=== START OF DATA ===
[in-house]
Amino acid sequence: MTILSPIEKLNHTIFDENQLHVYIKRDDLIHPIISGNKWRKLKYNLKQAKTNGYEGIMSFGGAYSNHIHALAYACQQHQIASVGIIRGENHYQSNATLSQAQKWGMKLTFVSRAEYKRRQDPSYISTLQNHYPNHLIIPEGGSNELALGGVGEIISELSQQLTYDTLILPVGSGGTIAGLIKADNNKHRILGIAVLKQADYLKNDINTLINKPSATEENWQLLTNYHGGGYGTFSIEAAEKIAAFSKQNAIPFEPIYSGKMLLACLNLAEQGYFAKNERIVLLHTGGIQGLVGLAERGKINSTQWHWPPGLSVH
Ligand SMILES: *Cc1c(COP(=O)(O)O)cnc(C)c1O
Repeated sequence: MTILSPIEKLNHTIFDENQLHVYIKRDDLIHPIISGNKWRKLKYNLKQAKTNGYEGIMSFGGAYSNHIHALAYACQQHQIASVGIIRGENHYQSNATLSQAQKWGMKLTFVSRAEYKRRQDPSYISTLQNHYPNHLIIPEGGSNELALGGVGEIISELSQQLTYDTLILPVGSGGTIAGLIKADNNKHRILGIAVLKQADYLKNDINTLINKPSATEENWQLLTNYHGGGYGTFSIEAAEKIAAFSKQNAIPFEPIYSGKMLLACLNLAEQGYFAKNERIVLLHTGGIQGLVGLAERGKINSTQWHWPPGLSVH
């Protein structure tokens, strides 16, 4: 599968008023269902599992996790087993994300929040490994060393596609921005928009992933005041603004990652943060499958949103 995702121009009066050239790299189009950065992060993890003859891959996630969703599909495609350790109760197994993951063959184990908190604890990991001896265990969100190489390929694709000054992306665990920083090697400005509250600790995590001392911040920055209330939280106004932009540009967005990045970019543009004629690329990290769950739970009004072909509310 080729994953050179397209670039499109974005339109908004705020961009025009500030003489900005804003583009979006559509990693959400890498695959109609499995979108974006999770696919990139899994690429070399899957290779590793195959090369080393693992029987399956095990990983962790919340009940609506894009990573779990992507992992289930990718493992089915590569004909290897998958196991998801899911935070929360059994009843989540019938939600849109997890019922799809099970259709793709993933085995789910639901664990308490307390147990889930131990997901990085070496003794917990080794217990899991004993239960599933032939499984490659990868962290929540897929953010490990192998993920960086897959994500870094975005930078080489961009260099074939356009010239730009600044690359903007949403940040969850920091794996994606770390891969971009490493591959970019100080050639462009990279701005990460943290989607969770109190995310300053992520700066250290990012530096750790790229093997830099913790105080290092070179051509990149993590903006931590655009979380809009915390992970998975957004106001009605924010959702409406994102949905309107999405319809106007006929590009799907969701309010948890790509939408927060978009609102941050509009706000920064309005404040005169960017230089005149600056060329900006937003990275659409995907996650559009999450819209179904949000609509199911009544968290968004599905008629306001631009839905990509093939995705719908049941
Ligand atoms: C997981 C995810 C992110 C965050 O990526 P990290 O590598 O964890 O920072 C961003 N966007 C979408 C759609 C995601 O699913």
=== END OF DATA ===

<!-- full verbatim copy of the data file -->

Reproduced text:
[in-house]
Amino acid sequence: MTILSPIEKLNHTIFDENQLHVYIKRDDLIHPIISGNKWRKLKYNLKQAKTNGYEGIMSFGGAYSNHIHALAYACQQHQIASVGIIRGENHYQSNATLSQAQKWGMKLTFVSRAEYKRRQDPSYISTLQNHYPNHLIIPEGGSNELALGGVGEIISELSQQLTYDTLILPVGSGGTIAGLIKADNNKHRILGIAVLKQADYLKNDINTLINKPSATEENWQLLTNYHGGGYGTFSIEAAEKIAAFSKQNAIPFEPIYSGKMLLACLNLAEQGYFAKNERIVLLHTGGIQGLVGLAERGKINSTQWHWPPGLSVH
Ligand SMILES: *Cc1c(COP(=O)(O)O)cnc(C)c1O
Repeated sequence: MTILSPIEKLNHTIFDENQLHVYIKRDDLIHPIISGNKWRKLKYNLKQAKTNGYEGIMSFGGAYSNHIHALAYACQQHQIASVGIIRGENHYQSNATLSQAQKWGMKLTFVSRAEYKRRQDPSYISTLQNHYPNHLIIPEGGSNELALGGVGEIISELSQQLTYDTLILPVGSGGTIAGLIKADNNKHRILGIAVLKQADYLKNDINTLINKPSATEENWQLLTNYHGGGYGTFSIEAAEKIAAFSKQNAIPFEPIYSGKMLLACLNLAEQGYFAKNERIVLLHTGGIQGLVGLAERGKINSTQWHWPPGLSVH
């Protein structure tokens, strides 16, 4: 599968008023269902599992996790087993994300929040490994060393596609921005928009992933005041603004990652943060499958949103 995702121009009066050239790299189009950065992060993890003859891959996630969703599909495609350790109760197994993951063959184990908190604890990991001896265990969100190489390929694709000054992306665990920083090697400005509250600790995590001392911040920055209330939280106004932009540009967005990045970019543009004629690329990290769950739970009004072909509310 080729994953050179397209670039499109974005339109908004705020961009025009500030003489900005804003583009979006559509990693959400890498695959109609499995979108974006999770696919990139899994690429070399899957290779590793195959090369080393693992029987399956095990990983962790919340009940609506894009990573779990992507992992289930990718493992089915590569004909290897998958196991998801899911935070929360059994009843989540019938939600849109997890019922799809099970259709793709993933085995789910639901664990308490307390147990889930131990997901990085070496003794917990080794217990899991004993239960599933032939499984490659990868962290929540897929953010490990192998993920960086897959994500870094975005930078080489961009260099074939356009010239730009600044690359903007949403940040969850920091794996994606770390891969971009490493591959970019100080050639462009990279701005990460943290989607969770109190995310300053992520700066250290990012530096750790790229093997830099913790105080290092070179051509990149993590903006931590655009979380809009915390992970998975957004106001009605924010959702409406994102949905309107999405319809106007006929590009799907969701309010948890790509939408927060978009609102941050509009706000920064309005404040005169960017230089005149600056060329900006937003990275659409995907996650559009999450819209179904949000609509199911009544968290968004599905008629306001631009839905990509093939995705719908049941
Ligand atoms: C997981 C995810 C992110 C965050 O990526 P990290 O590598 O964890 O920072 C961003 N966007 C979408 C759609 C995601 O699913």